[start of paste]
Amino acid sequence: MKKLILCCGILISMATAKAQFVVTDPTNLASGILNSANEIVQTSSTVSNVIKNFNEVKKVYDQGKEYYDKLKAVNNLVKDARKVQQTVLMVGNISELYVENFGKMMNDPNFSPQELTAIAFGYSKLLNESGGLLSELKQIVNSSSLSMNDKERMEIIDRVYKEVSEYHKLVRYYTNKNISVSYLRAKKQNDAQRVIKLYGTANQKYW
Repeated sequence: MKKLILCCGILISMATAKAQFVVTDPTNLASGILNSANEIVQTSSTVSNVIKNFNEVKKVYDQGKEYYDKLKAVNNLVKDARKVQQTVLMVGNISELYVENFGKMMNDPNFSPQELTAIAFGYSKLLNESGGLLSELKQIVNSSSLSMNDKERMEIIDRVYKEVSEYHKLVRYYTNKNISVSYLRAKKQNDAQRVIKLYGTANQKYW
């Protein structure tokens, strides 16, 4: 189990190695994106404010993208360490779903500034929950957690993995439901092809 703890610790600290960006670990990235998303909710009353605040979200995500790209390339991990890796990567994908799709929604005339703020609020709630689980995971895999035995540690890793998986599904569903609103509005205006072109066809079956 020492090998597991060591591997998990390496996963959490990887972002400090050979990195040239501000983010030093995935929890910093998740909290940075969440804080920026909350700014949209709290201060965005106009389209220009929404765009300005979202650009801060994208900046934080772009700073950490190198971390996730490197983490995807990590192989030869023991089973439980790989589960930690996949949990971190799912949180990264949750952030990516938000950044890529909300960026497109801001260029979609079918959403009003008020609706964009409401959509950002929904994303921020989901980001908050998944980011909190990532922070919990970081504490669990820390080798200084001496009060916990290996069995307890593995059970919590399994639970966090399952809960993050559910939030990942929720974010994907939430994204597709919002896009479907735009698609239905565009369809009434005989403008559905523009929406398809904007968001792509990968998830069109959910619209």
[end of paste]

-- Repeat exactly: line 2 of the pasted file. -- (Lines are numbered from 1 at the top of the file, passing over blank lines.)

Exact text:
Repeated sequence: MKKLILCCGILISMATAKAQFVVTDPTNLASGILNSANEIVQTSSTVSNVIKNFNEVKKVYDQGKEYYDKLKAVNNLVKDARKVQQTVLMVGNISELYVENFGKMMNDPNFSPQELTAIAFGYSKLLNESGGLLSELKQIVNSSSLSMNDKERMEIIDRVYKEVSEYHKLVRYYTNKNISVSYLRAKKQNDAQRVIKLYGTANQKYW